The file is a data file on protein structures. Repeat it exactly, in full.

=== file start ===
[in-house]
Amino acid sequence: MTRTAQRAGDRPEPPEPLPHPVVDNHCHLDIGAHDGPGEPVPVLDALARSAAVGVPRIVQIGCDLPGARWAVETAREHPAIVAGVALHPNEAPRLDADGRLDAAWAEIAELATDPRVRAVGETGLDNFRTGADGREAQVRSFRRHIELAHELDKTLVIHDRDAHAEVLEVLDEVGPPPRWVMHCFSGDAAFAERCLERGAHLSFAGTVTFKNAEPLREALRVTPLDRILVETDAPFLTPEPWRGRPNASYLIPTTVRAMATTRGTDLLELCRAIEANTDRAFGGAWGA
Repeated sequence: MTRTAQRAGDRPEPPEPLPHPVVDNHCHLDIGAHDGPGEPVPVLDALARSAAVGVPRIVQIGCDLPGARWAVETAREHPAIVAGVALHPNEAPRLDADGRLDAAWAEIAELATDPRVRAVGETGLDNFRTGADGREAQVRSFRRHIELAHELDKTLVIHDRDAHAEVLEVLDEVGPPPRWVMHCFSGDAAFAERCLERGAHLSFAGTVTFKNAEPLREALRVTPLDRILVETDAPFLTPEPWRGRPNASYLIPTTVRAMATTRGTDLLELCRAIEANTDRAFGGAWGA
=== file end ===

[in-house]
Amino acid sequence: MTRTAQRAGDRPEPPEPLPHPVVDNHCHLDIGAHDGPGEPVPVLDALARSAAVGVPRIVQIGCDLPGARWAVETAREHPAIVAGVALHPNEAPRLDADGRLDAAWAEIAELATDPRVRAVGETGLDNFRTGADGREAQVRSFRRHIELAHELDKTLVIHDRDAHAEVLEVLDEVGPPPRWVMHCFSGDAAFAERCLERGAHLSFAGTVTFKNAEPLREALRVTPLDRILVETDAPFLTPEPWRGRPNASYLIPTTVRAMATTRGTDLLELCRAIEANTDRAFGGAWGA
Repeated sequence: MTRTAQRAGDRPEPPEPLPHPVVDNHCHLDIGAHDGPGEPVPVLDALARSAAVGVPRIVQIGCDLPGARWAVETAREHPAIVAGVALHPNEAPRLDADGRLDAAWAEIAELATDPRVRAVGETGLDNFRTGADGREAQVRSFRRHIELAHELDKTLVIHDRDAHAEVLEVLDEVGPPPRWVMHCFSGDAAFAERCLERGAHLSFAGTVTFKNAEPLREALRVTPLDRILVETDAPFLTPEPWRGRPNASYLIPTTVRAMATTRGTDLLELCRAIEANTDRAFGGAWGA